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Thread: Running boards with dados through planer?

  1. #1

    Running boards with dados through planer?

    I am building a massive amount of shoji screens, and am almost done with all pieces. I would love to run my pieces through my dw735 planer, but am worried about the dados getting caught/torn. Using poplar, pieces are 1/2"-2" X 3/4". If it was a smaller project i would just use the orbital, but im looking at 380 seperate pieces, so trying to figure out a good way to assembly line them through.

  2. #2
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    I’ve run boards with dados through the planer and it’s usually fine (although a drum sander would be better for this operation). I would try and test piece first to make sure and take light passes.
    There is a very fine line between “hobby” and “mental illness.” - Dave Barry

  3. #3
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    Quote Originally Posted by Patrick Kelley View Post
    I am building a massive amount of shoji screens, and am almost done with all pieces. I would love to run my pieces through my dw735 planer, but am worried about the dados getting caught/torn. Using poplar, pieces are 1/2"-2" X 3/4". If it was a smaller project i would just use the orbital, but im looking at 380 seperate pieces, so trying to figure out a good way to assembly line them through.
    How is that different than the leading edge of a board going through?
    Lee Schierer
    Captain USNR(Ret)

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  4. #4
    Quote Originally Posted by Lee Schierer View Post
    How is that different than the leading edge of a board going through?
    I suppose thats true, i figure it will be fine, and i have some test pieces i can run, but as i just got a this new planer, I thought i would ask. I've been using my dads planer for years, an old delta with steel rollers, that has a homemade tension roller setup on infeed/outfeed.

    Last thing i need is to chip the crap out of my brand new blades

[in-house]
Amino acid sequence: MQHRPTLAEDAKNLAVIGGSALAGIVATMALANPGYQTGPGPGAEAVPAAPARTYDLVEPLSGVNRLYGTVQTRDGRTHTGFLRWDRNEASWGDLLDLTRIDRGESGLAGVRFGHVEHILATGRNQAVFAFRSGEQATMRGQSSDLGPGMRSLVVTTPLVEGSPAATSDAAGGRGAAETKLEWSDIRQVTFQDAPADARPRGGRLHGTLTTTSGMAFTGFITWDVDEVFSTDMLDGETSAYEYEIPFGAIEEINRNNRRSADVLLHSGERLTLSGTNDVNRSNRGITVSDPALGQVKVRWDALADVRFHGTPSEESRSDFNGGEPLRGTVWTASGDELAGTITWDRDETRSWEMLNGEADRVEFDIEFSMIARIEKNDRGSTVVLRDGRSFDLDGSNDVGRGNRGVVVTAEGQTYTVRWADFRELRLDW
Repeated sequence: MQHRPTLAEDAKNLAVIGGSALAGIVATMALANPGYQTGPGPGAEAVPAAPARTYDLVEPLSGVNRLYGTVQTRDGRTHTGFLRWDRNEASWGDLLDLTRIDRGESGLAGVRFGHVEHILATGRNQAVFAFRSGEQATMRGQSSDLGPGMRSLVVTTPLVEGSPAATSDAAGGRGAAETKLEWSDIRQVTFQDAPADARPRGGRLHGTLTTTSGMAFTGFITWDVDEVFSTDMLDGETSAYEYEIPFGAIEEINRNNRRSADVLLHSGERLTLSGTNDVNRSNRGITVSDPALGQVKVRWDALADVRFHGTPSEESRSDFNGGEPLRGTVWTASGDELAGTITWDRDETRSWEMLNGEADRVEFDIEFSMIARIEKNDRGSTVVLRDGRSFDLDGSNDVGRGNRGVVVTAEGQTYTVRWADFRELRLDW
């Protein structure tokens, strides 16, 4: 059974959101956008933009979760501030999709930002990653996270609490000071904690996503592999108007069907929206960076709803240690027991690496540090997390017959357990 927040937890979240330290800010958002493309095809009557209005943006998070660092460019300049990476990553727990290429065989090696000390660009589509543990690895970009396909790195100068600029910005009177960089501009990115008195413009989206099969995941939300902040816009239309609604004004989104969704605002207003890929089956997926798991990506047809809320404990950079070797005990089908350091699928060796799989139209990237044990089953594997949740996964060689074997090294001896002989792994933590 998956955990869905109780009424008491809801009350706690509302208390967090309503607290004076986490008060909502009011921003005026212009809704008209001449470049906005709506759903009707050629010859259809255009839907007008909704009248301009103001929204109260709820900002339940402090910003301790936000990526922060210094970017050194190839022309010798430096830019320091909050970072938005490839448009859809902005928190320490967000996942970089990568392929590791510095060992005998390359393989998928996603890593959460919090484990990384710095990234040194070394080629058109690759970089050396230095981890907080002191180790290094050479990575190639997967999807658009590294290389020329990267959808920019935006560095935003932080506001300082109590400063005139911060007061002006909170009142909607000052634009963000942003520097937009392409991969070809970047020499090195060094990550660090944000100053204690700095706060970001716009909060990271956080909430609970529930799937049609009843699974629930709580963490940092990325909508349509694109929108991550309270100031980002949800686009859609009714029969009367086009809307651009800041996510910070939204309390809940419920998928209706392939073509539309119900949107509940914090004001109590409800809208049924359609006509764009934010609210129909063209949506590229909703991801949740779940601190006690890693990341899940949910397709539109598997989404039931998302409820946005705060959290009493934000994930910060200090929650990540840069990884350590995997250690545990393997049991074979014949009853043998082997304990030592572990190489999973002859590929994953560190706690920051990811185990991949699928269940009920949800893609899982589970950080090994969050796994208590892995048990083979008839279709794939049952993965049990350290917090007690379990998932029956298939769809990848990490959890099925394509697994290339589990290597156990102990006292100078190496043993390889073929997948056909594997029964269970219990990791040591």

5. #5
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    Quote Originally Posted by Patrick Kelley View Post
    I suppose thats true, i figure it will be fine, and i have some test pieces i can run, but as i just got a this new planer, I thought i would ask. I've been using my dads planer for years, an old delta with steel rollers, that has a homemade tension roller setup on infeed/outfeed.

    Last thing i need is to chip the crap out of my brand new blades
    It isn't clear from you initial post how long your pieces are. For every planer there is a minimum length piece that you can run through.
    Lee Schierer
    Captain USNR(Ret)

    My advice, comments and suggestions are free, but it costs money to run the site. If you found something of value here please give a little something back by becoming a contributor! Please Contribute

  6. #6
    Join Date
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    I would do a test piece. I wouldn't be concerned about the interaction of the dados and the cutting edge as much as I'd be worried about the interaction of the dados and the feed rollers. I'm thinking about the feed roller falling in a dado on entry/exit when the other feed roller isn't engaged. Seems like the roller could stop feeding because the contact surface has fallen away. The feed roller could also mash the arris where the dado meets the face of the board.

    One test piece is worth a thousand opinions. I don't think the planer is at risk as much as your workpieces.

    Dave

  7. #7
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    If the dados are spaced the same distance apart as the rollers are, you could end up with no feed traction, assuming the dados are in the surface being planed. Running the wood at an angle would give the rollers bearing surface through the cut.

    I have run into this milling wood that has through mortises in it. I have milled extra parts into small stuff, and the mortise layer ends up as chips. things can get a little choppy taking maximum cuts on wood and the rollers hit air.

    The 735 is a great little finish planer. I use one, and just skim 1/32" off milled wood with it. By the way, it has knives in it.

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